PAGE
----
Monday, November 30, 2009

Signs of Life: 40 Years of the New Order

 (On Sunday, the New York Times with unwonted liberality published an Op-Ed by Kenneth Wolfe, "Latin Mass Appeal." In the editorial, Wolfe reflects on the liturgical crisis of the last four decades, its origins, and Pope Benedict's support for the Tridentine Mass, which, with his imprimatur, is growing in popularity and visibility. These are my own anecdotal reflections on the New Order in the Church, its cultural implications, and the new signs of vigor that are challenging decades-old attitudes and hegemonies.)

In the foreword to his 1988 Gelebte Kirche: Bernanos (in English, Bernanos: An Ecclesial Existence), Fr. Hans urs von Balthasar wrote, "The flourishing of Catholic literature, which blossomed so splendidly with Bloy, Peguy, Claudel, and Bernanos during the first half of the century, seems to have left no heirs. We often regret this fact. But we have done very little to make our own what we have already been so richly given."

It is unfortunate that von Balthasar's statements should be so self-evidently true. Catholic Christians are ignorant of or alienated from the early 20th century renaissance of Christian thought. This alienation is parallel with a widespread ignorance of the root-and-branch sources of Christian culture. This ignorance is itself part of a wider cultural and historical amnesia, but there are concerted efforts to change this state of affairs. I intend to highlight a few of them.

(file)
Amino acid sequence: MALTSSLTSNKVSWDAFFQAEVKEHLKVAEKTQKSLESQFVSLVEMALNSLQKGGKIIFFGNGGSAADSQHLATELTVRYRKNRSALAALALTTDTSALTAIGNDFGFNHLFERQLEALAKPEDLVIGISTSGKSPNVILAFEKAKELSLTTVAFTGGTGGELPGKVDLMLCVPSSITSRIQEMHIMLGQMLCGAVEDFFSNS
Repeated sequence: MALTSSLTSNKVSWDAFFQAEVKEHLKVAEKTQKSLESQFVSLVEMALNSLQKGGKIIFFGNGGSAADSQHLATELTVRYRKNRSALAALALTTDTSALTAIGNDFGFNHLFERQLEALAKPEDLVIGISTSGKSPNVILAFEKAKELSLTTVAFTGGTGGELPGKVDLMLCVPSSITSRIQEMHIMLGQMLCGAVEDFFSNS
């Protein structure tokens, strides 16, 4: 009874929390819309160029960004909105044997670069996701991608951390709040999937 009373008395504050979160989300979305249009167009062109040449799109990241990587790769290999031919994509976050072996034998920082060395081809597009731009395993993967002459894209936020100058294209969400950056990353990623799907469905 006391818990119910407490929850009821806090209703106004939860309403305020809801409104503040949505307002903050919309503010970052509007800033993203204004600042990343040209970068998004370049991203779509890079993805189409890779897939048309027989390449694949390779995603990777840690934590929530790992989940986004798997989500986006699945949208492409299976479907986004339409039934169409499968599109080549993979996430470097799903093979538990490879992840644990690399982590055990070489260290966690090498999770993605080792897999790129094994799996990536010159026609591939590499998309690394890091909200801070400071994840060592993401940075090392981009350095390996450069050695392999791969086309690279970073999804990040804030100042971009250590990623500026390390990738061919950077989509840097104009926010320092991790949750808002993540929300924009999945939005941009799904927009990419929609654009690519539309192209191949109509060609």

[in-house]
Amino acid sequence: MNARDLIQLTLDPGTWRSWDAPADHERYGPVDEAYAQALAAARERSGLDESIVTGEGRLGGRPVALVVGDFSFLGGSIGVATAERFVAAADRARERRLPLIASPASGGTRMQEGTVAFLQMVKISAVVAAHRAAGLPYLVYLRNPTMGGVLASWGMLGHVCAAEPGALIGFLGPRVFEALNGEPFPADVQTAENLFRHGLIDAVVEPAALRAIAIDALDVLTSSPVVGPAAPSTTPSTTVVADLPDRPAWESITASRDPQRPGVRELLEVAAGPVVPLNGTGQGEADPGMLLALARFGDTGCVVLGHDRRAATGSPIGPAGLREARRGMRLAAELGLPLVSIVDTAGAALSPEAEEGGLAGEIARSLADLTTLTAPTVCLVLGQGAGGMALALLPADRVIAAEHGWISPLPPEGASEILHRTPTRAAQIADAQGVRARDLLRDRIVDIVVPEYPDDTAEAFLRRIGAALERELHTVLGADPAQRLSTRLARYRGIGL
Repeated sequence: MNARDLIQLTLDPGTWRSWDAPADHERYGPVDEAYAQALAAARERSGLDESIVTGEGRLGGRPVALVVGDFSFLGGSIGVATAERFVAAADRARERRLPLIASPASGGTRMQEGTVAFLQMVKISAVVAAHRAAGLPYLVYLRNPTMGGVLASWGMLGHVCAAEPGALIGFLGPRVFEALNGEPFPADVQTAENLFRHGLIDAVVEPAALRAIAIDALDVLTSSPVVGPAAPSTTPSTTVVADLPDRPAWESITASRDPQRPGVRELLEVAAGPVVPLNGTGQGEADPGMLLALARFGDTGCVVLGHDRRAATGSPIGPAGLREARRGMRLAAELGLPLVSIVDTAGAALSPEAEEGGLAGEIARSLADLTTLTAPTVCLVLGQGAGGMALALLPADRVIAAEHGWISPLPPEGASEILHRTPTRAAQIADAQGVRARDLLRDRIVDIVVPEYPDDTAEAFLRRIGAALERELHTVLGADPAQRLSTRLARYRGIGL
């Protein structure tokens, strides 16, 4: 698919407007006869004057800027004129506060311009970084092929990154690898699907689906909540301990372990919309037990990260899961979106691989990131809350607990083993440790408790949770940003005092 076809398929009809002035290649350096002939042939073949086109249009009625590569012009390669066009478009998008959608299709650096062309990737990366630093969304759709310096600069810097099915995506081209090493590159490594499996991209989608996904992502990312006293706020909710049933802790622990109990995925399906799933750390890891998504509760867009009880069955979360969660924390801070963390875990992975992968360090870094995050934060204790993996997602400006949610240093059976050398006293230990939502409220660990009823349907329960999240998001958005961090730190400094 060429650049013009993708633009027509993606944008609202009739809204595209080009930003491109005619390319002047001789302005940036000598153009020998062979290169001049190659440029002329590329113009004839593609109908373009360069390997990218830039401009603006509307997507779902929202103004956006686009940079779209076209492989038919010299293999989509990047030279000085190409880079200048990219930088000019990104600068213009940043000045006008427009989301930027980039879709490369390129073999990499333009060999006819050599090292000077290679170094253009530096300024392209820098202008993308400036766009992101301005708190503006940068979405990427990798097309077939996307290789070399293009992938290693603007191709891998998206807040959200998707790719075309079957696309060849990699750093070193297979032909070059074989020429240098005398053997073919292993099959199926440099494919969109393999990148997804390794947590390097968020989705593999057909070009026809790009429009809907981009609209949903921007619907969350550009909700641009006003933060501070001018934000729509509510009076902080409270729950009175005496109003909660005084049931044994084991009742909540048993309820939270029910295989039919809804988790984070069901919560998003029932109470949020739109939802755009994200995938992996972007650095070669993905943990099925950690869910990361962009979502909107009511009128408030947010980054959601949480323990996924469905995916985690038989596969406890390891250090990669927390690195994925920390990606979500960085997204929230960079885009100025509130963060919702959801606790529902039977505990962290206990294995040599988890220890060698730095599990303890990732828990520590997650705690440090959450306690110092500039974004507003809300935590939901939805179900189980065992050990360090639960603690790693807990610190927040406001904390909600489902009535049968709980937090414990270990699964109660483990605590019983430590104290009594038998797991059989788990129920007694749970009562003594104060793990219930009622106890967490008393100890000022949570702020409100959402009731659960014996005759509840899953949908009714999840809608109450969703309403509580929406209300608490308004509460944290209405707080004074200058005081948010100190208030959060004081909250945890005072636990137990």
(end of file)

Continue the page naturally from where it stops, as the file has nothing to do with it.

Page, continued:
Lay movements such as Communion and Liberation, the journals Communio, The Chesterton Review, and Second Spring (UK),  the new religious orders and institutes such as the Fraternity of St. Peter, Benedict the XVI's pontificate and his freeing of the classical Roman liturgy are all powerful spokes in the wheel of reform: all are working in some measure  for lasting renewal, renewal founded on the actual precepts of the Second Vatican Council and its call for resourcement. But what prevented the widespread success of the Council in the first place? Taking a look at the most deleterious after-events of the Council may give us some insight into our current situation and provide prescriptions for future action.

Perhaps the most arresting cultural effect of the bungled implementation of the Council was the rapid destruction of the classic Christian aesthetic: much that was beautiful was callously destroyed or altered, retaining, however, the cheap thrills of devotional kitsch. To my mind, it is not coincidental that the wells of Christian inspiration seemingly dried up at precisely the moment when the Roman Church began to abandon en masse its liturgical and artistic patrimony. In recent decades, we can claim very little of lasting liturgical value: no liturgical art, architecture, or music worthy of its subject matter. But there too we see some incipient dynamism: the University of Notre Dame School of Architecture is establishing itself as a leading institution for church architecture, and the new institutes and orders devoted to the classical liturgy are increasingly in need of new and larger churches to house their growing congregations. In music too, we see the gradual recovery and dissemination of Gregorian chant and Renaissance polyphony. That recovery and creative re-reception is necessary if we're to again have a native school of liturgical composition.